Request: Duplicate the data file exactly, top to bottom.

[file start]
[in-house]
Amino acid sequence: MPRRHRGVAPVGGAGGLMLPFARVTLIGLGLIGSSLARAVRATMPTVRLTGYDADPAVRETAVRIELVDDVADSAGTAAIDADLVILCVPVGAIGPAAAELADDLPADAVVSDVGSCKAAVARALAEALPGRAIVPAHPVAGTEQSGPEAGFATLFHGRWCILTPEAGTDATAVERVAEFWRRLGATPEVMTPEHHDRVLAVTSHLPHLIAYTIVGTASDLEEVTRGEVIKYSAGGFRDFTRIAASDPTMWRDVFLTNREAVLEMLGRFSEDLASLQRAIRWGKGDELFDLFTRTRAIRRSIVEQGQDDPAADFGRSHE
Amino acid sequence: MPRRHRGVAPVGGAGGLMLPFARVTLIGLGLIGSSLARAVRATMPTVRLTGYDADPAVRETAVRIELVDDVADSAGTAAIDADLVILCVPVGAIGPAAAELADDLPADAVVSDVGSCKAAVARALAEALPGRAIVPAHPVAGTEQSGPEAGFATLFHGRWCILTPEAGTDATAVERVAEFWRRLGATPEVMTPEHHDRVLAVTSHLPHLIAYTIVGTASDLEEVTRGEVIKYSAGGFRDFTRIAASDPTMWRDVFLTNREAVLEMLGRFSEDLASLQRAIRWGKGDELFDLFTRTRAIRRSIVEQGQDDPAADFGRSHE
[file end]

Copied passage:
[in-house]
Amino acid sequence: MPRRHRGVAPVGGAGGLMLPFARVTLIGLGLIGSSLARAVRATMPTVRLTGYDADPAVRETAVRIELVDDVADSAGTAAIDADLVILCVPVGAIGPAAAELADDLPADAVVSDVGSCKAAVARALAEALPGRAIVPAHPVAGTEQSGPEAGFATLFHGRWCILTPEAGTDATAVERVAEFWRRLGATPEVMTPEHHDRVLAVTSHLPHLIAYTIVGTASDLEEVTRGEVIKYSAGGFRDFTRIAASDPTMWRDVFLTNREAVLEMLGRFSEDLASLQRAIRWGKGDELFDLFTRTRAIRRSIVEQGQDDPAADFGRSHE
Amino acid sequence: MPRRHRGVAPVGGAGGLMLPFARVTLIGLGLIGSSLARAVRATMPTVRLTGYDADPAVRETAVRIELVDDVADSAGTAAIDADLVILCVPVGAIGPAAAELADDLPADAVVSDVGSCKAAVARALAEALPGRAIVPAHPVAGTEQSGPEAGFATLFHGRWCILTPEAGTDATAVERVAEFWRRLGATPEVMTPEHHDRVLAVTSHLPHLIAYTIVGTASDLEEVTRGEVIKYSAGGFRDFTRIAASDPTMWRDVFLTNREAVLEMLGRFSEDLASLQRAIRWGKGDELFDLFTRTRAIRRSIVEQGQDDPAADFGRSHE